3. Food Sources of Magnesium
Fortunately, there are many delicious and nutritious sources of magnesium-rich foods available. A handful of nuts can supply 20% of the RDA for magnesium. Almonds, dry roasted cashews, oil roasted peanuts, or two tablespoons of peanut butter are all good options. One cup of soy milk, ½ cup of cooked black beans, or two slices of whole wheat bread each provide 15% of the RDA. Spinach is an excellent source of magnesium, with ½ cup providing 20% of the RDA. Some breakfast cereals are fortified with magnesium as well.
2. Magnesium Supplements
There are a variety of magnesium supplements on the market in a variety of forms. The supplements come as compounds such as magnesium oxide, magnesium chloride, and magnesium citrate. The label on the bottle is required to give the amount of elemental magnesium in the supplement, not the weight of the entire compound. Magnesium citrate and magnesium chloride appear to be absorbed more completely in the gut than magnesium oxide. Dietary magnesium from whole foods is superior to that in supplements.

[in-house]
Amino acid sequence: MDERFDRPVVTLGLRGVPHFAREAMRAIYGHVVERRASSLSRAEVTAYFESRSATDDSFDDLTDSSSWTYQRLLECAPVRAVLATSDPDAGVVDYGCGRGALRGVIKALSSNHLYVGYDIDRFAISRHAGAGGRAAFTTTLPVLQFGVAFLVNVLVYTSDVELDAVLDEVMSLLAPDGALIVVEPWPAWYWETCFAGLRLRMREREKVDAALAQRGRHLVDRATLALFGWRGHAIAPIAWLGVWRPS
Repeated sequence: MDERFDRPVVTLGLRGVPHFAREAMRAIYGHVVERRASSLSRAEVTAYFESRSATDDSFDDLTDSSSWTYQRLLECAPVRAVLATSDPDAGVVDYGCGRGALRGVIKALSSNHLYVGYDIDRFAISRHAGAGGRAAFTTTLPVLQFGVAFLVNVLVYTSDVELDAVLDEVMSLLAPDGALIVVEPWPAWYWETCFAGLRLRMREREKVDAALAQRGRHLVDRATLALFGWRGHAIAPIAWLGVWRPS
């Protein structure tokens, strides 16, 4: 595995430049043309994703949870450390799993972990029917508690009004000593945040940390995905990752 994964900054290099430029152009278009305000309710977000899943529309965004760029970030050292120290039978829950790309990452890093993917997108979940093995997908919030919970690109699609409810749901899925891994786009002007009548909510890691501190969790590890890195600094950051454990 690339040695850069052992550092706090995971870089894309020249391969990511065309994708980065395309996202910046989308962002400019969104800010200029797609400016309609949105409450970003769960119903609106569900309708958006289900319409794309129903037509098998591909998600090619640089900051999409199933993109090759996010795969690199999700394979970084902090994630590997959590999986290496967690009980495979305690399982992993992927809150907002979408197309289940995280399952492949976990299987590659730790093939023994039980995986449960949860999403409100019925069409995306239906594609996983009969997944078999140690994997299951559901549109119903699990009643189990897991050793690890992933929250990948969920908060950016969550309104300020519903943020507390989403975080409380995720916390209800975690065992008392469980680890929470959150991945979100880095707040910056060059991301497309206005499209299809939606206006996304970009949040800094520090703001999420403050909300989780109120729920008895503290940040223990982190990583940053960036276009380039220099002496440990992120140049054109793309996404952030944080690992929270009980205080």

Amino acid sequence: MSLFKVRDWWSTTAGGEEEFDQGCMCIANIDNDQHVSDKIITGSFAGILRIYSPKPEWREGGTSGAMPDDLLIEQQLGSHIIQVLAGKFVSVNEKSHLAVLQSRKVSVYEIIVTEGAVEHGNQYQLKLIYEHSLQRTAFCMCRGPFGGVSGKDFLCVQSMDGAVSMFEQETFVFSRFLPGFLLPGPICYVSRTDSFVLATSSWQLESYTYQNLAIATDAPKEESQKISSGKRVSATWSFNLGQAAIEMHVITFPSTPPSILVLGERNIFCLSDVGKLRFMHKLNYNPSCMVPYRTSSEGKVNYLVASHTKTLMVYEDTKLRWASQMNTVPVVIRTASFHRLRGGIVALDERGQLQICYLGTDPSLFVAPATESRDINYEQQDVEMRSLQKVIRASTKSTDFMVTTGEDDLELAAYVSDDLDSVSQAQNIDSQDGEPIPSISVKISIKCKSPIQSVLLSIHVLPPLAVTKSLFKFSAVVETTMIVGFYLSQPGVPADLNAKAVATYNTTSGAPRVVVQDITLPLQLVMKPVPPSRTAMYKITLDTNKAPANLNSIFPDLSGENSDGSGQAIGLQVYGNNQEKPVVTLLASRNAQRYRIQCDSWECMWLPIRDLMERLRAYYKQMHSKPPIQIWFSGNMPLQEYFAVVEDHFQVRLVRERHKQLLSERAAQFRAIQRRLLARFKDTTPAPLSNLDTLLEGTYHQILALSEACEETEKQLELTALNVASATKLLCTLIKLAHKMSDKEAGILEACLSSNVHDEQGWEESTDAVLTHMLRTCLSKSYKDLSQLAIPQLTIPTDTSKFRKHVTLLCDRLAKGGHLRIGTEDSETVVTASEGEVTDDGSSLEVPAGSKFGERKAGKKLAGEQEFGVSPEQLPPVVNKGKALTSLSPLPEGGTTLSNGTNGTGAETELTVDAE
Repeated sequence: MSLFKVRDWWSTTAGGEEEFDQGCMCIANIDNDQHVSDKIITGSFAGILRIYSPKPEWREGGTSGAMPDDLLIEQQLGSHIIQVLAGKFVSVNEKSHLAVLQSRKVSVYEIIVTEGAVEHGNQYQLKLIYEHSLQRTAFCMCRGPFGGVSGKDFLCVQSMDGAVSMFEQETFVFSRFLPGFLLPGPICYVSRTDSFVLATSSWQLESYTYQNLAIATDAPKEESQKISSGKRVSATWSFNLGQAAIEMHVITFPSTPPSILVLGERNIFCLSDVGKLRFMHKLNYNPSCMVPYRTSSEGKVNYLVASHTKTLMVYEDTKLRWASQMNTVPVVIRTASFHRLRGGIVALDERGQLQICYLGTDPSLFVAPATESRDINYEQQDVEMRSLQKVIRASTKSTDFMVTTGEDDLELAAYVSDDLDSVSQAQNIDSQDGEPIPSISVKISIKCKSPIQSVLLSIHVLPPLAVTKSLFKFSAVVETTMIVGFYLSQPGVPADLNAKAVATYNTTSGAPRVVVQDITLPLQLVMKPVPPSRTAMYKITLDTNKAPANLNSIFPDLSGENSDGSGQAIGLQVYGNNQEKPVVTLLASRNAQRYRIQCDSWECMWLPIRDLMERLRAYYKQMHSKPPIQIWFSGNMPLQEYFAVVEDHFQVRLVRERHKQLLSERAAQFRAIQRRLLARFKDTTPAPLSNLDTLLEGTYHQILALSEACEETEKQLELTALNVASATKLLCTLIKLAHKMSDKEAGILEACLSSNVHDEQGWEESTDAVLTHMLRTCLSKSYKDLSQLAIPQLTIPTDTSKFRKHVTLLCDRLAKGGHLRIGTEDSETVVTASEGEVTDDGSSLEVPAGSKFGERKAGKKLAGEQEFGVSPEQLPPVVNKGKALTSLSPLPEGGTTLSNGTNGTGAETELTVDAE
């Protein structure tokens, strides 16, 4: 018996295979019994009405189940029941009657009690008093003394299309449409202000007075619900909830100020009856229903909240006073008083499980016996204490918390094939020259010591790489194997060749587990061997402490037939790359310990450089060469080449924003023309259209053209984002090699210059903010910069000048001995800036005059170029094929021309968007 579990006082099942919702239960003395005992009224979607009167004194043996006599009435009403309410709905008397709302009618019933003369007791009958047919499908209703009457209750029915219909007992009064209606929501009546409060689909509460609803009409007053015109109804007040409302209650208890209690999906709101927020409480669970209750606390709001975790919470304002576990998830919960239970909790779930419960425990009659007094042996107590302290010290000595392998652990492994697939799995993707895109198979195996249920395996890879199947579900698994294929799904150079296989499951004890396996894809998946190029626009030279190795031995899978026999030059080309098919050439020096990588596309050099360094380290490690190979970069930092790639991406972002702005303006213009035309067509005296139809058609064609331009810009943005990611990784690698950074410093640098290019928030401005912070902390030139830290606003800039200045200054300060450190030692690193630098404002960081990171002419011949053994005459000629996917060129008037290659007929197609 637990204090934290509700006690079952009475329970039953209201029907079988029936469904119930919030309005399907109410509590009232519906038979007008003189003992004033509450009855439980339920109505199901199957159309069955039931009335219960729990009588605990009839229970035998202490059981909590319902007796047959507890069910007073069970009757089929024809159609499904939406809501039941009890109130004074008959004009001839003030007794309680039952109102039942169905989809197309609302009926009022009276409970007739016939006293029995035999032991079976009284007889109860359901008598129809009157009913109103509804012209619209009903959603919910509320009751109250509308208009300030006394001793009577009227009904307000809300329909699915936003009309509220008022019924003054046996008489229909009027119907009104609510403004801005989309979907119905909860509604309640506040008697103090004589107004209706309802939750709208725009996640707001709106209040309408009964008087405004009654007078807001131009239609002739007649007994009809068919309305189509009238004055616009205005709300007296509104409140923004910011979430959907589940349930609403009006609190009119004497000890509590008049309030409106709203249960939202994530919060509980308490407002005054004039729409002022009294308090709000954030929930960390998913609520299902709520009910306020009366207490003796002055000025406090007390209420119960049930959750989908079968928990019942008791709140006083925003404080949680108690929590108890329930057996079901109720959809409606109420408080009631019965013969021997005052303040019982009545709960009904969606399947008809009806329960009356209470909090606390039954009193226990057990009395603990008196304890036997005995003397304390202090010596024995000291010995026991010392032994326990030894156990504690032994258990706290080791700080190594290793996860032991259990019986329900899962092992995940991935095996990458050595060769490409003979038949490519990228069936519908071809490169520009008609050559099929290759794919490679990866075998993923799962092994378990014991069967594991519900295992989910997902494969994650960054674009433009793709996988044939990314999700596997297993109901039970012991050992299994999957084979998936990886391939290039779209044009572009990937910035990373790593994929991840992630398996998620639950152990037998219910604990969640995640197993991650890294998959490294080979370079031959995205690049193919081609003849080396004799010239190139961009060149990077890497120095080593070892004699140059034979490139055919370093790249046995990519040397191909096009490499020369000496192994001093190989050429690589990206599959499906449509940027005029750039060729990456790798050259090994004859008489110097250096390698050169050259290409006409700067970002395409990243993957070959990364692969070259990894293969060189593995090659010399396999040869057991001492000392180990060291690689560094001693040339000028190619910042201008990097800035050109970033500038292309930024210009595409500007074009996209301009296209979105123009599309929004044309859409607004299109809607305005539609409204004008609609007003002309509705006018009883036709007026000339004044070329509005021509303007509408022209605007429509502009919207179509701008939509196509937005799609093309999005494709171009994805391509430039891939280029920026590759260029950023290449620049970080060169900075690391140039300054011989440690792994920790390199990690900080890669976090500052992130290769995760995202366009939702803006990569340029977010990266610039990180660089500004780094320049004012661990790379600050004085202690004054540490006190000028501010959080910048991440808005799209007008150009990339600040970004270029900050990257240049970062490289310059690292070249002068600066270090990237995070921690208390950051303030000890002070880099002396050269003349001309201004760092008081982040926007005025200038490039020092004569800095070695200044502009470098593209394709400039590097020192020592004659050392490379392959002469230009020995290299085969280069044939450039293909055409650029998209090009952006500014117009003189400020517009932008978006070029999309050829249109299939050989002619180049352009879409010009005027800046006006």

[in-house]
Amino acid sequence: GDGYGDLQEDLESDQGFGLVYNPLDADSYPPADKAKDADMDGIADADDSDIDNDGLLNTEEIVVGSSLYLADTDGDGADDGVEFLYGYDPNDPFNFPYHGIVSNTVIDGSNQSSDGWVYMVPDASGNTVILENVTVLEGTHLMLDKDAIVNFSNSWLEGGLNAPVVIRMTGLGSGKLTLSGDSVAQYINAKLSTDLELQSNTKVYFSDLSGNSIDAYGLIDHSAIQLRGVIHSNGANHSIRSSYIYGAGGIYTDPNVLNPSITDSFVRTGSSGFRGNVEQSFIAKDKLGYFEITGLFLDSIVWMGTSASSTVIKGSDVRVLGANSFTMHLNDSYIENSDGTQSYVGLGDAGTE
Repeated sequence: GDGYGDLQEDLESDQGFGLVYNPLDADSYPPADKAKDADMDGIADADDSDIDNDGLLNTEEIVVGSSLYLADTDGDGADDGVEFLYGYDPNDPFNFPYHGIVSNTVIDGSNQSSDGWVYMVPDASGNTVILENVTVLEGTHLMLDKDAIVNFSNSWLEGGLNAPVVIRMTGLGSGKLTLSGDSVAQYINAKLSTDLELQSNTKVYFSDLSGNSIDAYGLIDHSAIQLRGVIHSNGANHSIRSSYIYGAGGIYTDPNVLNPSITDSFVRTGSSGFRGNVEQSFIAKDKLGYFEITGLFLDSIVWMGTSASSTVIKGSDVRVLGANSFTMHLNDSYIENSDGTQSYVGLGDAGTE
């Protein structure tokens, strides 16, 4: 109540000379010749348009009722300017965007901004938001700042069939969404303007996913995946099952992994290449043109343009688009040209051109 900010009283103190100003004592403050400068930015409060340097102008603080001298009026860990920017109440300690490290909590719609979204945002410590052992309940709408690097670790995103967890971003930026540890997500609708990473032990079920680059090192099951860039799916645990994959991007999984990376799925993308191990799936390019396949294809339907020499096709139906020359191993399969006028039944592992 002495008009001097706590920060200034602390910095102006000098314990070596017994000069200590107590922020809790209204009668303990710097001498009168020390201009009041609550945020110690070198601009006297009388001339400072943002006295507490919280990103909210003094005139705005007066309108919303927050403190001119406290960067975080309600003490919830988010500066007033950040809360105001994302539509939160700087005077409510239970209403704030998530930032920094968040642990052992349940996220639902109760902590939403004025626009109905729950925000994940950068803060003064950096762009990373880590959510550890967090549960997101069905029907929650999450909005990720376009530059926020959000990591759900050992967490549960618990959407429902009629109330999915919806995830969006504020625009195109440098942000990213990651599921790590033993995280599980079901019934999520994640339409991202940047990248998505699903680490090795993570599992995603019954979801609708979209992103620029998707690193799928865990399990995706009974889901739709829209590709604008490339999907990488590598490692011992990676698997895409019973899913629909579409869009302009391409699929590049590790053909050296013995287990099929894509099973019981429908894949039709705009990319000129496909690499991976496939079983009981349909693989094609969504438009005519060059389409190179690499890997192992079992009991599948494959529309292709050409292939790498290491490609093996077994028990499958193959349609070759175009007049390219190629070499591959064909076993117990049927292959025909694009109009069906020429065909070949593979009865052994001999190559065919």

1. Risks of Magnesium Supplements
As with any supplement or medication, there are risks and side effects involved with taking magnesium. Side effects include nausea, cramping, and diarrhea or loose stools. If you are taking diuretics, heart medications, antacids, antibiotics, or muscle relaxants, be sure to check with your physician to make sure there will be no drug interactions. People with gastrointestinal diseases, heart disease, or kidney disease should not take magnesium supplements without medical supervision. It is possible to overdose on magnesium. Signs of overdose are nausea, diarrhea, muscle weakness, fatigue, and decreased blood pressure. At extremely high doses magnesium can cause death.